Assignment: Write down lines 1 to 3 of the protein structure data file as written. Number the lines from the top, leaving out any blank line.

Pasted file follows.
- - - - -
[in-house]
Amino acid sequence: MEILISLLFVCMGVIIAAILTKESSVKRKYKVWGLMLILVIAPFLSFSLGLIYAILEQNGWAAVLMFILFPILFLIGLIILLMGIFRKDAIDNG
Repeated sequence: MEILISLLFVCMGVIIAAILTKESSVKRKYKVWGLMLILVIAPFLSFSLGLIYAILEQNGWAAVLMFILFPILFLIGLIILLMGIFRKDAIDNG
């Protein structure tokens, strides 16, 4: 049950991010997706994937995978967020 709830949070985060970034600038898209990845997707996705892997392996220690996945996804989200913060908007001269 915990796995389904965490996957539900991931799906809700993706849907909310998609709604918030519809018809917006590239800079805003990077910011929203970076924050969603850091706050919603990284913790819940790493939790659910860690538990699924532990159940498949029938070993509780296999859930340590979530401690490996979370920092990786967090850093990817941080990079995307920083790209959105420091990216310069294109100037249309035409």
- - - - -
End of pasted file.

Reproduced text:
[in-house]
Amino acid sequence: MEILISLLFVCMGVIIAAILTKESSVKRKYKVWGLMLILVIAPFLSFSLGLIYAILEQNGWAAVLMFILFPILFLIGLIILLMGIFRKDAIDNG
Repeated sequence: MEILISLLFVCMGVIIAAILTKESSVKRKYKVWGLMLILVIAPFLSFSLGLIYAILEQNGWAAVLMFILFPILFLIGLIILLMGIFRKDAIDNG